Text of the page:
If there’s one thing that almost everyone on this earth can unilaterally agree on, it’s dogs. Dogs are absolutely fantastic and we do not deserve them. No arguing. With that in mind, Pupperazzi, a new pup-snapping indie from Sundae Month and Kitfox Games, sounded like an absolute delight in theory. Unfortunately, Pupperazzi’s bark is better than its bite.
The premise of Pupperazzi is as simple as its punny name suggests; you are a dog photographer (pho…dographer?) and you’re tasked with taking snaps of lots of furry friends in exchange for money and clout, like Cruella Deville with an Instagram. The more followers you build up, the more things you can unlock with the game’s in-game currency, bonks – such as new filters for your camera, toys to entertain the dogs, or the ability to put them in silly hats and glasses.
Each level hands you a series of photography-based fetch quests (yeah I know) to complete, varying from snapping dogs engaged in various activities, or something random like chucking a hotdog into a lake. Every in-game day you can upload a select number of photos to DogNet, where you’ll gain followers based on the shots you share. If you share too many, it tells you off for spamming, as though there is a limit on the amount of dog images anyone can ever see. Not very realistic.
Pupperazzi doesn’t reward skill or precision particularly; I had a few instances of thinking I’d copped the greatest shot ever, only to find the game hadn’t registered it as part of the objective. Similar to Pokémon Go, there seemed to be no rhyme or reason to the composition, as long as the thing specified is vaguely in the frame. That also translated to the photos I uploaded to DogNet; I got more followers for a shit photo with a bit of ear in using a teal filter than an ace shot of a whole dog taken with the standard lens. That shouldn’t put you off trying to take a well-timed shot, but it did kill a lot of incentive to take it seriously.
Luckily, it wasn’t too hard to snag that amazing photo because most of the dogs will just hang around and wait for you to take it. That’s not a bad thing; the zen elements of Pupperazzi would soon be lost if getting the perfect shot relied on quick thinking. You’ve no got J. Jonah Jameson ringing up demanding pictures of a borzoi, you’re just here to vibe.
That said, it was difficult to vibe when navigating the objectives and your camera roll felt like a constant chore. Each mission requires an individual tick-off, and there’s no audio or visual indication that you’ve completed a task correctly without pausing to check. Inbetween slapping the menu button repeatedly and having to constantly delete photos because the game only lets you hold 10 at a time, I felt like I was battling the system rather than being enabled by it.
While the variation of dogs on offer was impressive and I had a lovely time collecting snaps of all of the different breeds, the lack of animation in the pups was disappointing. All of the dogs engaged in various activities, from zooming around on bikes to chasing frisbees, but every single one was trapped in its standard t-pose, as though the movement was meant to be added later. Dogs on skateboards, in playground swings, even laying down sleeping were all in identical standing positions, which drained a little bit of life from my pup snapping adventures. Filling up the Puppy Encyclopedia was good fun for a bit, revisiting each location just to clip a cute photo of a dalmatian or a pup in a specific neck tie pinged the collectathon neurons in my brain.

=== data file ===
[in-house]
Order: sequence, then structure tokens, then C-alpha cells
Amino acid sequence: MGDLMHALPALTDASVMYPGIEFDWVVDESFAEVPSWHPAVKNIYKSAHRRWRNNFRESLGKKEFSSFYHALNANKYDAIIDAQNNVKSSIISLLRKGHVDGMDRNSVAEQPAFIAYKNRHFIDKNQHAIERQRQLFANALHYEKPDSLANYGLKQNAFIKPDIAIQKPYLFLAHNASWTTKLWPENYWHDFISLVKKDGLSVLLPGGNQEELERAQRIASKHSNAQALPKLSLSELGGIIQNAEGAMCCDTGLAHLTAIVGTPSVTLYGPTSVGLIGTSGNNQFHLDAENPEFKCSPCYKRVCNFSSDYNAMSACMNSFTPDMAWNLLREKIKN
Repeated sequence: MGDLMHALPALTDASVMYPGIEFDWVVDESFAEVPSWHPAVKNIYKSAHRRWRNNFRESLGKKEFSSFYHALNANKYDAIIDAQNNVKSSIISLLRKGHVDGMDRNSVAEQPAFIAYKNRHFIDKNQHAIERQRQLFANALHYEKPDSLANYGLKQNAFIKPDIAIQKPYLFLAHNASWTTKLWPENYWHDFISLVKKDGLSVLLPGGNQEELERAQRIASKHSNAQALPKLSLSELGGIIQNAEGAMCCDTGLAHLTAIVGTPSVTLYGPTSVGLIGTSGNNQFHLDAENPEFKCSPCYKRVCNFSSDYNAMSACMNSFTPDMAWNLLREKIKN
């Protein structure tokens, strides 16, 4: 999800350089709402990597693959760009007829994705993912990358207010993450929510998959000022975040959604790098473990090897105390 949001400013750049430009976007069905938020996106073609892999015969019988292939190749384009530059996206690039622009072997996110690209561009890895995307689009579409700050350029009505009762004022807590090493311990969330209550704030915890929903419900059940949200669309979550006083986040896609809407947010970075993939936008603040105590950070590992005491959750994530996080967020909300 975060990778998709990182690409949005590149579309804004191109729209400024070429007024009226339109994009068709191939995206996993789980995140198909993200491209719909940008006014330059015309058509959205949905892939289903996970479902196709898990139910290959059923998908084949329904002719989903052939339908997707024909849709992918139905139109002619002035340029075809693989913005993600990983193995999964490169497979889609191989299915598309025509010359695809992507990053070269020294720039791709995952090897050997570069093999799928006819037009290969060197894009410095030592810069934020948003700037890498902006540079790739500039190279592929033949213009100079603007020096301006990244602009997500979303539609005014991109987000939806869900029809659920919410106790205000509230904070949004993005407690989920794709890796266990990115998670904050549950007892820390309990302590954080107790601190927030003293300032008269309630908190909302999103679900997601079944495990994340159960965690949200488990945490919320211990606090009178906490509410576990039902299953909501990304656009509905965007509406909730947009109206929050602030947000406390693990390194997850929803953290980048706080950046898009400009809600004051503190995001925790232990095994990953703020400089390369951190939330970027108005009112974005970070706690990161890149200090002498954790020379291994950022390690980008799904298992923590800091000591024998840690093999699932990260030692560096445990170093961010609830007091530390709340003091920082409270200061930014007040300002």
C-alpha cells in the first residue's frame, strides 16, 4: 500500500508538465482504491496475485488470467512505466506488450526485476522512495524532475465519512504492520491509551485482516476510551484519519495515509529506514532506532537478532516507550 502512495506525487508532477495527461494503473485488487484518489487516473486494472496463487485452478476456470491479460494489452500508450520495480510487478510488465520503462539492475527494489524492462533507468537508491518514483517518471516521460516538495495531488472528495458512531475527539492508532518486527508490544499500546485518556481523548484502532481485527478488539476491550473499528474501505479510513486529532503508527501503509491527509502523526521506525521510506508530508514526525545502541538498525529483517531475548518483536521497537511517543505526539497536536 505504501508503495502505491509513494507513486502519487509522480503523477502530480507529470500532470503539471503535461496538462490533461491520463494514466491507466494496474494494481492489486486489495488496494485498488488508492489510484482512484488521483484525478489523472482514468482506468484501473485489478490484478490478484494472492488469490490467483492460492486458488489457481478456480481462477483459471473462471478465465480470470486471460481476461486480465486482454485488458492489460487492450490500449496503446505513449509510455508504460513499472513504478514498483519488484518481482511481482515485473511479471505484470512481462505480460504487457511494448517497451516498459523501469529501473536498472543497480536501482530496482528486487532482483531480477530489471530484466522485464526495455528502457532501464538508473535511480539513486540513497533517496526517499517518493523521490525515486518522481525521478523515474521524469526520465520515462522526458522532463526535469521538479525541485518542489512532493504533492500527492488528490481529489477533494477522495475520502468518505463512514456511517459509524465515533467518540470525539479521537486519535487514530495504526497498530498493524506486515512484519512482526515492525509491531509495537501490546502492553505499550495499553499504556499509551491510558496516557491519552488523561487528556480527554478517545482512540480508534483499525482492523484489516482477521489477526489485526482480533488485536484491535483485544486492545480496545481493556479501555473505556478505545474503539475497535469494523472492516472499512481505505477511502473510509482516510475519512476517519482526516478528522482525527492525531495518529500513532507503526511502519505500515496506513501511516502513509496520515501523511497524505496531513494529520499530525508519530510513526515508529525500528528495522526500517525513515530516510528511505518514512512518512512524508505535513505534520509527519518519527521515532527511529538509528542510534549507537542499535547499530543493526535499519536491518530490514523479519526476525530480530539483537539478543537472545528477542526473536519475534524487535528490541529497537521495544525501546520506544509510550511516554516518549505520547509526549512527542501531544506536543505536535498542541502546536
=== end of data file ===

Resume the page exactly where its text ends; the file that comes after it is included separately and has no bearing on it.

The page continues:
You can visit each location at different times of day which gives some flavour to the collecting, too. Each area has different weather, different dogs, and different objectives to complete. The levels are cute too, care has been taken to ensure that things are easy to find, but there’s lots of collectible items dotted around and things hidden in areas that require some light platforming or exploration too, which is pleasant. It’s a shame that for the most part, the only thing concealed on a Muttropolis rooftop or nestled inside a desert cave was just another t-posing canine in a silly outfit, and there’s no real incentive to go and find them.
Pupperazzi is a fine enough game, it doesn’t out stay its welcome and it doesn’t try to overcompensate for its own simplicity. You’re there to take fun photos of dogs, and there’s no right or wrong way to do that in a game as inoffensive as Pupperazzi. But I felt like I’d experienced everything it had to offer in the first level, and its lack of animation made everything feel a little hollow. Had it not been for a nice booklet of collectible dogs to spend my Saturday night filling out and clocking in at around three hours, I’d have struggled to get through it. Kicking this game feels like kicking an actual puppy; all it wanted to do was bring you love and all it did was end up pissing on your leg. Sometimes they’re not *all* good dogs, Brent. Sometimes they’re just alright.